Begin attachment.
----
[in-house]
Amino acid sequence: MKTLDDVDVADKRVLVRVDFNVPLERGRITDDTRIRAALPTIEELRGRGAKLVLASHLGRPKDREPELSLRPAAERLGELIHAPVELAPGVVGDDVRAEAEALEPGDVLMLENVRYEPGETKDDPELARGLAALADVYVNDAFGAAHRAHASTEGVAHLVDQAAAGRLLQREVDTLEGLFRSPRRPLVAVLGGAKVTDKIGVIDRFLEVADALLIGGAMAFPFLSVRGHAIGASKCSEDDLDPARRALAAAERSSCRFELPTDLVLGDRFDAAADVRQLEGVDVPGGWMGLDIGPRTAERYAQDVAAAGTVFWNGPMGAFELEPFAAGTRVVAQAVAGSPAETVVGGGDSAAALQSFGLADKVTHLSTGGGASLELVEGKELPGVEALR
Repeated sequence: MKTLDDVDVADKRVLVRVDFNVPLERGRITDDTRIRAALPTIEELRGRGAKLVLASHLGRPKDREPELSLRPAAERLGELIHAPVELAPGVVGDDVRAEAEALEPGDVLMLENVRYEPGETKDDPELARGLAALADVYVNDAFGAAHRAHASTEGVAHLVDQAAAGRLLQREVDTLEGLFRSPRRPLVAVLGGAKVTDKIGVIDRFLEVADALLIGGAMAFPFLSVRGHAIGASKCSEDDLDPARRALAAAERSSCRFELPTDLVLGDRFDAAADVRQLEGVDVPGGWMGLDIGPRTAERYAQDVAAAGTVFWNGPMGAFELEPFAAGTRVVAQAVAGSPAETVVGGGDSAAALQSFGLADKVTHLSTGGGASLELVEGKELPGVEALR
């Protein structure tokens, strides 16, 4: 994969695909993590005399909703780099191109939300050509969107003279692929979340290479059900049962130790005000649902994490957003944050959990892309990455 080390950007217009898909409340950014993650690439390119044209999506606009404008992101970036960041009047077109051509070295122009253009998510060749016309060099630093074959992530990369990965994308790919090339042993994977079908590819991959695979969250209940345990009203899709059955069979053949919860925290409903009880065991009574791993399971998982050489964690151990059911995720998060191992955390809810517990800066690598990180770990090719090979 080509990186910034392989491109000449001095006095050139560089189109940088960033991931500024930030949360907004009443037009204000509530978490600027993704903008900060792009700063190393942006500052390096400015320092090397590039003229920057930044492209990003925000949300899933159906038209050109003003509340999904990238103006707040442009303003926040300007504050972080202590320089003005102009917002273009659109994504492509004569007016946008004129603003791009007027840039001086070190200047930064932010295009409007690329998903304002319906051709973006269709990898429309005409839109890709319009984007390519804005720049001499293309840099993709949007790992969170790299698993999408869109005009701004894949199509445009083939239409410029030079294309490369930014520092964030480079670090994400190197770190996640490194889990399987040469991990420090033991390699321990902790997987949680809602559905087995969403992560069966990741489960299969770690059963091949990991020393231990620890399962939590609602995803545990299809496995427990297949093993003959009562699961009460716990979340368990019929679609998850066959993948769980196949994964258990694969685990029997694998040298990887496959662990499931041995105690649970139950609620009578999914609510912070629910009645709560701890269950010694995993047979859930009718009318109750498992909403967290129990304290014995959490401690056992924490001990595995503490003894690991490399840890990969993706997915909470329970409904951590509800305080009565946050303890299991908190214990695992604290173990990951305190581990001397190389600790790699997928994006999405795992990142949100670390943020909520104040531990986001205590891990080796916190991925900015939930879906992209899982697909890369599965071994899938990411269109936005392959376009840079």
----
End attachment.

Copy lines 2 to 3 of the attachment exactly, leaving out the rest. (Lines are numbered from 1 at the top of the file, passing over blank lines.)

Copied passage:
Amino acid sequence: MKTLDDVDVADKRVLVRVDFNVPLERGRITDDTRIRAALPTIEELRGRGAKLVLASHLGRPKDREPELSLRPAAERLGELIHAPVELAPGVVGDDVRAEAEALEPGDVLMLENVRYEPGETKDDPELARGLAALADVYVNDAFGAAHRAHASTEGVAHLVDQAAAGRLLQREVDTLEGLFRSPRRPLVAVLGGAKVTDKIGVIDRFLEVADALLIGGAMAFPFLSVRGHAIGASKCSEDDLDPARRALAAAERSSCRFELPTDLVLGDRFDAAADVRQLEGVDVPGGWMGLDIGPRTAERYAQDVAAAGTVFWNGPMGAFELEPFAAGTRVVAQAVAGSPAETVVGGGDSAAALQSFGLADKVTHLSTGGGASLELVEGKELPGVEALR
Repeated sequence: MKTLDDVDVADKRVLVRVDFNVPLERGRITDDTRIRAALPTIEELRGRGAKLVLASHLGRPKDREPELSLRPAAERLGELIHAPVELAPGVVGDDVRAEAEALEPGDVLMLENVRYEPGETKDDPELARGLAALADVYVNDAFGAAHRAHASTEGVAHLVDQAAAGRLLQREVDTLEGLFRSPRRPLVAVLGGAKVTDKIGVIDRFLEVADALLIGGAMAFPFLSVRGHAIGASKCSEDDLDPARRALAAAERSSCRFELPTDLVLGDRFDAAADVRQLEGVDVPGGWMGLDIGPRTAERYAQDVAAAGTVFWNGPMGAFELEPFAAGTRVVAQAVAGSPAETVVGGGDSAAALQSFGLADKVTHLSTGGGASLELVEGKELPGVEALR